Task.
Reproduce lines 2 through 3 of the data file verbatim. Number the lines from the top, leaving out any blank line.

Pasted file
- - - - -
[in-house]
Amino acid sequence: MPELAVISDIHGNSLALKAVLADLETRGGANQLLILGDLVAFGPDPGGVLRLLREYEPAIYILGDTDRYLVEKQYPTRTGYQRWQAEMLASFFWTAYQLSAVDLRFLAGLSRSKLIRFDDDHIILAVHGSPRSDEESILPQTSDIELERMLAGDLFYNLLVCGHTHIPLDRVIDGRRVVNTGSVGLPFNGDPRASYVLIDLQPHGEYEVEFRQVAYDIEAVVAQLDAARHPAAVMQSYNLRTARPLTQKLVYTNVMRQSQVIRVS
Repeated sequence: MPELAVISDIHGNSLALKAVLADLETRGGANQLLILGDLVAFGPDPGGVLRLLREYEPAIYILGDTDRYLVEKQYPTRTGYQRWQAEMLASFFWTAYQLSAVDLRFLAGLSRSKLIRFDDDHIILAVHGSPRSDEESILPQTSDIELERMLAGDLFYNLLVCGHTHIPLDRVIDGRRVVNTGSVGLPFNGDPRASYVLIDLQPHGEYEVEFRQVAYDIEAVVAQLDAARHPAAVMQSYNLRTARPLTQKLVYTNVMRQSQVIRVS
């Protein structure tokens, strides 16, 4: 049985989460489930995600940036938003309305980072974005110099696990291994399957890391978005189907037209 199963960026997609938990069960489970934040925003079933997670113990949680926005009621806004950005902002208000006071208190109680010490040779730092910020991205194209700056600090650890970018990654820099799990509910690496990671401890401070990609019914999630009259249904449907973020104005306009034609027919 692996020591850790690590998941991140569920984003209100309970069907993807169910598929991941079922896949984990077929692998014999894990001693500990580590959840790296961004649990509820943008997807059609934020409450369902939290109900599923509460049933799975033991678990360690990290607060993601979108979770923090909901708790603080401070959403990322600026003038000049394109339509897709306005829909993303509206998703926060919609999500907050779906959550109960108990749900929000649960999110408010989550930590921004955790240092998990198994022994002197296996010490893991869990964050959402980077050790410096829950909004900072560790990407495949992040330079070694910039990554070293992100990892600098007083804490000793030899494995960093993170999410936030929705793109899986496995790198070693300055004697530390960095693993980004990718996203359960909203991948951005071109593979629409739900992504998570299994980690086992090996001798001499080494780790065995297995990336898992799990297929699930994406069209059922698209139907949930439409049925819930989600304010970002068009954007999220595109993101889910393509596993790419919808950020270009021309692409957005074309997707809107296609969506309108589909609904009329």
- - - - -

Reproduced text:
Amino acid sequence: MPELAVISDIHGNSLALKAVLADLETRGGANQLLILGDLVAFGPDPGGVLRLLREYEPAIYILGDTDRYLVEKQYPTRTGYQRWQAEMLASFFWTAYQLSAVDLRFLAGLSRSKLIRFDDDHIILAVHGSPRSDEESILPQTSDIELERMLAGDLFYNLLVCGHTHIPLDRVIDGRRVVNTGSVGLPFNGDPRASYVLIDLQPHGEYEVEFRQVAYDIEAVVAQLDAARHPAAVMQSYNLRTARPLTQKLVYTNVMRQSQVIRVS
Repeated sequence: MPELAVISDIHGNSLALKAVLADLETRGGANQLLILGDLVAFGPDPGGVLRLLREYEPAIYILGDTDRYLVEKQYPTRTGYQRWQAEMLASFFWTAYQLSAVDLRFLAGLSRSKLIRFDDDHIILAVHGSPRSDEESILPQTSDIELERMLAGDLFYNLLVCGHTHIPLDRVIDGRRVVNTGSVGLPFNGDPRASYVLIDLQPHGEYEVEFRQVAYDIEAVVAQLDAARHPAAVMQSYNLRTARPLTQKLVYTNVMRQSQVIRVS